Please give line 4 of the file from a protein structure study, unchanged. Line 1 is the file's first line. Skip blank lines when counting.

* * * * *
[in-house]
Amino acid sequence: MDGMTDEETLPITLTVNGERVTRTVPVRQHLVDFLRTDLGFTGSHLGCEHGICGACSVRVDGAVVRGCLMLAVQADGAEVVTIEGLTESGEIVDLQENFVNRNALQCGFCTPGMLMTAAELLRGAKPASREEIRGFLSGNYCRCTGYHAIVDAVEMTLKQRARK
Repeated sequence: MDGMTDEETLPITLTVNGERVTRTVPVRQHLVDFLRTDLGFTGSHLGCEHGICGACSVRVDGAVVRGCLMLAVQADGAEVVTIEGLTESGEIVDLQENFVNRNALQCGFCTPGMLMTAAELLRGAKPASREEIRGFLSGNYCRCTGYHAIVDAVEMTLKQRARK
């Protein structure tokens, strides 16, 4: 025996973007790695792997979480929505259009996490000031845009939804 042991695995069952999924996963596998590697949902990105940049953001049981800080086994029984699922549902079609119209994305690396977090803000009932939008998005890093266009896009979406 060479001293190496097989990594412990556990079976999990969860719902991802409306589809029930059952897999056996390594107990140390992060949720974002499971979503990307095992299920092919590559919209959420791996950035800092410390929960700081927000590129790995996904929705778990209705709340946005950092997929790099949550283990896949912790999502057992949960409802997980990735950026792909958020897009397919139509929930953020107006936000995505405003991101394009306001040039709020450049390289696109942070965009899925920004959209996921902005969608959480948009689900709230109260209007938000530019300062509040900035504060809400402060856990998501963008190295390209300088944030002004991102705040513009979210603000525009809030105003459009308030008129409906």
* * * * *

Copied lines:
């Protein structure tokens, strides 16, 4: 025996973007790695792997979480929505259009996490000031845009939804 042991695995069952999924996963596998590697949902990105940049953001049981800080086994029984699922549902079609119209994305690396977090803000009932939008998005890093266009896009979406 060479001293190496097989990594412990556990079976999990969860719902991802409306589809029930059952897999056996390594107990140390992060949720974002499971979503990307095992299920092919590559919209959420791996950035800092410390929960700081927000590129790995996904929705778990209705709340946005950092997929790099949550283990896949912790999502057992949960409802997980990735950026792909958020897009397919139509929930953020107006936000995505405003991101394009306001040039709020450049390289696109942070965009899925920004959209996921902005969608959480948009689900709230109260209007938000530019300062509040900035504060809400402060856990998501963008190295390209300088944030002004991102705040513009979210603000525009809030105003459009308030008129409906």